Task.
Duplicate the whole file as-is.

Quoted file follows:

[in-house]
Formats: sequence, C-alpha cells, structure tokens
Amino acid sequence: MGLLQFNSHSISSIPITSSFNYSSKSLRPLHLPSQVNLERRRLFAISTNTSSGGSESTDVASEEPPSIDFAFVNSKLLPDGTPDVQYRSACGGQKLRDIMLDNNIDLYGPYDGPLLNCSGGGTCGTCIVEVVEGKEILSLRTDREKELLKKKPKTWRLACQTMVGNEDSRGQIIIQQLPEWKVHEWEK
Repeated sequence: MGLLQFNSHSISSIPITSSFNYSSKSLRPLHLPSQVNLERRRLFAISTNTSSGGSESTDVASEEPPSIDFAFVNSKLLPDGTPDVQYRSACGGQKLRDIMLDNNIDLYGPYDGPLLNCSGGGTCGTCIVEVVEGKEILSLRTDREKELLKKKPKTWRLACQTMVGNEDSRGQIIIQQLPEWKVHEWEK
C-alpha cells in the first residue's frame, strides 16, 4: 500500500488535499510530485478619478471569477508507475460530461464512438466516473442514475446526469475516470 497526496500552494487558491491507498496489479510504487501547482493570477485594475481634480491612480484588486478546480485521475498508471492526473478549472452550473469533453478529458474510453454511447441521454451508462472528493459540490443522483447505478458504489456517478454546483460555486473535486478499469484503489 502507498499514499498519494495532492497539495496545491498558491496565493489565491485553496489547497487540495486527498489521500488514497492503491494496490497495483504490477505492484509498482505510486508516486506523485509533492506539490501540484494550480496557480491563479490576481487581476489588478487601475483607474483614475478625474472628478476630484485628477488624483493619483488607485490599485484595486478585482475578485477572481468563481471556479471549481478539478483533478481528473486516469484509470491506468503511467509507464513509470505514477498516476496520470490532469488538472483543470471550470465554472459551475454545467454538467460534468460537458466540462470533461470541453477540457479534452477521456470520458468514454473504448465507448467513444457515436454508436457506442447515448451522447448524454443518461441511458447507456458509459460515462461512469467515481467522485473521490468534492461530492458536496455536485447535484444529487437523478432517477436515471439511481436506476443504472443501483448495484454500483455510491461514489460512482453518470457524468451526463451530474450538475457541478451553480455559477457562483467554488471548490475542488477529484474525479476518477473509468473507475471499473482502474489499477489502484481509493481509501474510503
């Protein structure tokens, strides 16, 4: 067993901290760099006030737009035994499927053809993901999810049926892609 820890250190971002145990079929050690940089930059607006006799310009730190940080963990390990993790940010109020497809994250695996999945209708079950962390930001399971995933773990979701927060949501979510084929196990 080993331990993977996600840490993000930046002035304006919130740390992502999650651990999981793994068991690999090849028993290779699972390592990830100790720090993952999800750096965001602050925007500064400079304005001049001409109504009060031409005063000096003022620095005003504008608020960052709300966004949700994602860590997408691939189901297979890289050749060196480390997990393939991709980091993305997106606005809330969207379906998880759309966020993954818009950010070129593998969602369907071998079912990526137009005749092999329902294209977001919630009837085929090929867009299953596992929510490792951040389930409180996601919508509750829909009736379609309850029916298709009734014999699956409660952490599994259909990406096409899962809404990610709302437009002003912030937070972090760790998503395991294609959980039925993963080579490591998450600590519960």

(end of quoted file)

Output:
[in-house]
Formats: sequence, C-alpha cells, structure tokens
Amino acid sequence: MGLLQFNSHSISSIPITSSFNYSSKSLRPLHLPSQVNLERRRLFAISTNTSSGGSESTDVASEEPPSIDFAFVNSKLLPDGTPDVQYRSACGGQKLRDIMLDNNIDLYGPYDGPLLNCSGGGTCGTCIVEVVEGKEILSLRTDREKELLKKKPKTWRLACQTMVGNEDSRGQIIIQQLPEWKVHEWEK
Repeated sequence: MGLLQFNSHSISSIPITSSFNYSSKSLRPLHLPSQVNLERRRLFAISTNTSSGGSESTDVASEEPPSIDFAFVNSKLLPDGTPDVQYRSACGGQKLRDIMLDNNIDLYGPYDGPLLNCSGGGTCGTCIVEVVEGKEILSLRTDREKELLKKKPKTWRLACQTMVGNEDSRGQIIIQQLPEWKVHEWEK
C-alpha cells in the first residue's frame, strides 16, 4: 500500500488535499510530485478619478471569477508507475460530461464512438466516473442514475446526469475516470 497526496500552494487558491491507498496489479510504487501547482493570477485594475481634480491612480484588486478546480485521475498508471492526473478549472452550473469533453478529458474510453454511447441521454451508462472528493459540490443522483447505478458504489456517478454546483460555486473535486478499469484503489 502507498499514499498519494495532492497539495496545491498558491496565493489565491485553496489547497487540495486527498489521500488514497492503491494496490497495483504490477505492484509498482505510486508516486506523485509533492506539490501540484494550480496557480491563479490576481487581476489588478487601475483607474483614475478625474472628478476630484485628477488624483493619483488607485490599485484595486478585482475578485477572481468563481471556479471549481478539478483533478481528473486516469484509470491506468503511467509507464513509470505514477498516476496520470490532469488538472483543470471550470465554472459551475454545467454538467460534468460537458466540462470533461470541453477540457479534452477521456470520458468514454473504448465507448467513444457515436454508436457506442447515448451522447448524454443518461441511458447507456458509459460515462461512469467515481467522485473521490468534492461530492458536496455536485447535484444529487437523478432517477436515471439511481436506476443504472443501483448495484454500483455510491461514489460512482453518470457524468451526463451530474450538475457541478451553480455559477457562483467554488471548490475542488477529484474525479476518477473509468473507475471499473482502474489499477489502484481509493481509501474510503
């Protein structure tokens, strides 16, 4: 067993901290760099006030737009035994499927053809993901999810049926892609 820890250190971002145990079929050690940089930059607006006799310009730190940080963990390990993790940010109020497809994250695996999945209708079950962390930001399971995933773990979701927060949501979510084929196990 080993331990993977996600840490993000930046002035304006919130740390992502999650651990999981793994068991690999090849028993290779699972390592990830100790720090993952999800750096965001602050925007500064400079304005001049001409109504009060031409005063000096003022620095005003504008608020960052709300966004949700994602860590997408691939189901297979890289050749060196480390997990393939991709980091993305997106606005809330969207379906998880759309966020993954818009950010070129593998969602369907071998079912990526137009005749092999329902294209977001919630009837085929090929867009299953596992929510490792951040389930409180996601919508509750829909009736379609309850029916298709009734014999699956409660952490599994259909990406096409899962809404990610709302437009002003912030937070972090760790998503395991294609959980039925993963080579490591998450600590519960």